The document also mentions the threat posed by "disgruntled military and Department of Defense civilians," which ties into the talking point, repeatedly promoted by the DHS and other federal agencies, that returning veterans pose a major domestic terror threat.

The Capstone Exercise 2014 document makes it clear that a key part of the Department of Homeland Security and FEMA's preparation for the aftermath of major catastrophic incidents in the United States is centered around combating online dissent which will be sparked as a result of federal authorities and military assets instituting martial law, or what the document refers to as "Defense Support to Civil Authorities".

This is particularly chilling given reports that emerged in 2006 concerning a nationwide FEMA program under which Pastors and other religious representatives were trained to become secret police enforcers who teach their congregations to "obey the government" in preparation for a declaration of martial law, property and firearm seizures, and forced relocation.

Submission + - How British satellite company Inmarsat tracked down MH370 (

mdsolar writes: Malaysian Prime Minister Najib Razak has announced that, based on satellite data analysis from UK company Inmarsat, Malayian Airlines flight MH370 ended in the southern Indian Ocean, and no one on board survived....

"Effectually we looked at the doppler effect, which is the change in frequency, due to the movement of a satellite in its orbit. What that then gave us was a predicted path for the northerly route and a predicted path the southerly route," explained Chris McLaughlin, senior vice president of external affairs at Inmarsat.

"What we discovered was a correlation with the southerly route and not with the northern route after the final turn that the aircraft made, so we could be as close to certain as anybody could be in that situation that it went south."

"Where we then went was to work out where the last ping was, knowing that the aircraft still had some fuel, but that it would have run out before the next automated ping. We don't know what speed the aircraft was flying at, but we assumed about 450 knots."

Inmarsat passed the relevant analysis to the UK Air Accidents Investigation Branch (AAIB) yesterday. The cause of the crash remains a mystery.

Submission + - Velociraptors Help TimeWatch RPG Kickstart 2,647% (

Daniel Dern writes: Per this article I wrote for Boston Globe's BetaBoston, when Boston-area writer and game designer Kevin Kulp wanted funding for out-of-pocket costs to turn the text manuscript of his tabletop "Investigative Time-Travel" role-playing-game (RPG) into a printed/digital book, rather than look to the game book's publisher, he turned to crowdfunding site Kickstarter. The campaign hit its first goal ($4,000 ) within 35 minutes... and 31 days later, hit 2,647% of that original target.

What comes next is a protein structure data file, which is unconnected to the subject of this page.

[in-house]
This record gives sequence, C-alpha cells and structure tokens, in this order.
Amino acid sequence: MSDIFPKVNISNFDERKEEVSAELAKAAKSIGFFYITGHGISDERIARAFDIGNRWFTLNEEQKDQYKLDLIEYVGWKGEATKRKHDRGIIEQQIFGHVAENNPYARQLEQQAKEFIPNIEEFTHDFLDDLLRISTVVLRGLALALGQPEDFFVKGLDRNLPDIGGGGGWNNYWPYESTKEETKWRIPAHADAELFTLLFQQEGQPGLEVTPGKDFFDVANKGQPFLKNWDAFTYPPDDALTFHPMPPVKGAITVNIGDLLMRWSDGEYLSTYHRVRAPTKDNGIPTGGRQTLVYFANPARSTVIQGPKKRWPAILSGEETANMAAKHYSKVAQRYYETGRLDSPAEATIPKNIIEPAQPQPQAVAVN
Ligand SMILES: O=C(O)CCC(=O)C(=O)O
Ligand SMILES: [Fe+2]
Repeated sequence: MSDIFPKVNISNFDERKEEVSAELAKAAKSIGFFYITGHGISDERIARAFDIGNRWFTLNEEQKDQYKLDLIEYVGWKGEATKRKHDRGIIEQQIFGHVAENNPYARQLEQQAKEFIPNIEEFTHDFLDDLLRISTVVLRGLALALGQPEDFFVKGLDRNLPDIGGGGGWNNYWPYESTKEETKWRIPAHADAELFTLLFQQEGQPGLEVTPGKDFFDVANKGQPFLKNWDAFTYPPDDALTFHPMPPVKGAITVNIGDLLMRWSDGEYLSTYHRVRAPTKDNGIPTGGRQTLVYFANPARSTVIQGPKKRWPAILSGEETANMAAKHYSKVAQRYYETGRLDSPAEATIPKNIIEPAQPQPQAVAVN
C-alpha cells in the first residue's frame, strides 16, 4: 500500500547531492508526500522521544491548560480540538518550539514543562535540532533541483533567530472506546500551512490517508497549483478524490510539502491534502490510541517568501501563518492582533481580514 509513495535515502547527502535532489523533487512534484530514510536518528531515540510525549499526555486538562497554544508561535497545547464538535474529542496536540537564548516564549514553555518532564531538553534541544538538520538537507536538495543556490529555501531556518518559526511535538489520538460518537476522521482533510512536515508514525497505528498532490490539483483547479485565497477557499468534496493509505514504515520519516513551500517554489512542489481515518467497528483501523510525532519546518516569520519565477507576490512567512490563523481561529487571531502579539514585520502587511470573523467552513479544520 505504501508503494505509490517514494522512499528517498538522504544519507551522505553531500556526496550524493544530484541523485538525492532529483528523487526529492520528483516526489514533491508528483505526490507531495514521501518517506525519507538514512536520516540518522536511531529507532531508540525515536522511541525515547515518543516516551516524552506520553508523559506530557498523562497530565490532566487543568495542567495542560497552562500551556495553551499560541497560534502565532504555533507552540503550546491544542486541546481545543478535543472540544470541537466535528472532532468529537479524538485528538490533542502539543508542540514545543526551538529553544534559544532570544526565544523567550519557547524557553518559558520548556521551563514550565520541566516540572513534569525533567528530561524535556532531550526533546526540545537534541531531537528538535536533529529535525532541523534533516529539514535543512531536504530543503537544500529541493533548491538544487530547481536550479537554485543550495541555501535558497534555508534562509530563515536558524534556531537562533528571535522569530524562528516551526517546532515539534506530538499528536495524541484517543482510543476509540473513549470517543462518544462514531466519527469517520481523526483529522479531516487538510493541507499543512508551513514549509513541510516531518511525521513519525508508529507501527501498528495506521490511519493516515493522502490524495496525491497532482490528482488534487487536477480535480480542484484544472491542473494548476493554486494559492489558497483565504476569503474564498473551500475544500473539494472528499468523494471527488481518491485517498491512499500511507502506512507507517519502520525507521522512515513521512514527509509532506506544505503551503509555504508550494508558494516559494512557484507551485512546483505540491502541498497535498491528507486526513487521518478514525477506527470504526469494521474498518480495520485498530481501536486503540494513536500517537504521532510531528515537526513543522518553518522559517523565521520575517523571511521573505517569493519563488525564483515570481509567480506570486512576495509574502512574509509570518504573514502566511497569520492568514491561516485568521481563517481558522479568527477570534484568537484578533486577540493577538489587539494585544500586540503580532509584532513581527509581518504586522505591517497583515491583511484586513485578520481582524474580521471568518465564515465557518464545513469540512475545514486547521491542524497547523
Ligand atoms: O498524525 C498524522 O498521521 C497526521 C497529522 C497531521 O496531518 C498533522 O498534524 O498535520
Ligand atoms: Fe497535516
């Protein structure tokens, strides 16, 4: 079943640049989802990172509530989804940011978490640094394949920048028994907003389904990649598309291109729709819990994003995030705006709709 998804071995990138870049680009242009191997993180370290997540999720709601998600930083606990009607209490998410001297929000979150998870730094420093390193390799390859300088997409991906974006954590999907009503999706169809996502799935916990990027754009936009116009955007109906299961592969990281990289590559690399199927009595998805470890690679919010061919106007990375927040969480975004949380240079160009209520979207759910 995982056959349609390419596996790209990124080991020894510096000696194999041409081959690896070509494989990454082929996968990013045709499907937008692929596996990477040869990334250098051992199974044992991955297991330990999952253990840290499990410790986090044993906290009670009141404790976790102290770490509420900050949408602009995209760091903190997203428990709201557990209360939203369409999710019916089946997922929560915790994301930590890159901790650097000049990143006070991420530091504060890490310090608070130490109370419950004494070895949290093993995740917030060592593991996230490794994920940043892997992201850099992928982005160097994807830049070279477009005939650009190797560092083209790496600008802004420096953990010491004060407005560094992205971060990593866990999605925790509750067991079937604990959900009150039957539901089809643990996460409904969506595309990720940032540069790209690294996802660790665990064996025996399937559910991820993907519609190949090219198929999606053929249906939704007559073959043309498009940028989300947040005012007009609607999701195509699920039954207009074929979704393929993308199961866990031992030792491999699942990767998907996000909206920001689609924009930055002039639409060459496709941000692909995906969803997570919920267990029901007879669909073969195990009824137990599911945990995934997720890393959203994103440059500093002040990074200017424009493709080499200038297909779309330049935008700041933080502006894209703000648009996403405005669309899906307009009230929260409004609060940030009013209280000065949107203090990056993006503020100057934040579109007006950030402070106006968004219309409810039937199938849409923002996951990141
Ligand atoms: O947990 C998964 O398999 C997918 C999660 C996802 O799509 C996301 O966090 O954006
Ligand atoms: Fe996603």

What wasn't obvious (to me, anyway) previously is that (like submitting to Slashdot), there's a lot that a campaigner can — and should — do to increase the odds of their Kickstarter or other crowdfunding effort... and no shortage of articles, books, videos, and consultants offering this expertise.

Submission + - SpaceX Resupply Mission to Launch March 30

An anonymous reader writes: Originally scheduled to launch on March 16, SpaceX's Dragon spacecraft will now launch March 30. From the article: 'Officials delayed launch from March 16 after engineers raised concerns that petroleum stains discovered on thermal blankets could contaminate sensitive components on a high-definition imaging camera and an optical communications experiment mounted inside the Dragon spacecraft's trunk. "After careful review and analysis, engineering teams representing both the ISS and SpaceX have determined Dragon is ready to fly 'as-is.' All parties agree that the particular constituents observed in Dragon's trunk are in line with the previously defined environments levels and do not impose additional risk to the payloads," SpaceX said in a statement.'

Submission + - Bring On the Monsters: Tolkien's Translation of Beowulf to be Published

Hugh Pickens DOT Com writes: Tolkien was often criticised by his academic colleagues for wasting time on fiction, even though that fiction has probably done more to popularise medieval literature than the work of 100 scholars. Now John Garth reports that HarperCollins plans to publish Tolkien's long-awaited 1926 translation of the oldest surviving Old English epic poem about Beowulf, a hero of the Geats, who kills the monster Grendel with his bare hands and Grendel's mother with a sword of a giant that he found in her lair. Verlyn Flieger, identifies Beowulf as representing one of the two poles of Tolkien's imagination: the darker half, in which we all face eventual defeat – a complete contrast to the sudden joyous upturn of hope that he also expresses so superbly. "In truth," writes Garth, "it is his ability to move between the two attitudes that really lends him emotional power as a writer." Tolkien pushed the monsters to the forefront arguing that they "represent the impermanence of human life, the mortal enemy that can strike at the heart of everything we hold dear, the force against which we need to muster all our strength – even if ultimately we may lose the fight." Without the monsters, the peculiarly northern courage of Beowulf and his men is meaningless. Tolkien, veteran of the Somme, knew that it was not. "It will be fascinating to see how [Tolkien] exercised his literary, historical and linguistic expertise on the poem," concludes Garth adding that Tolkien was the arch-revivalist of literary medievalism, who made it seem so relevant to the modern world. "I can't wait to see his version of the first English epic."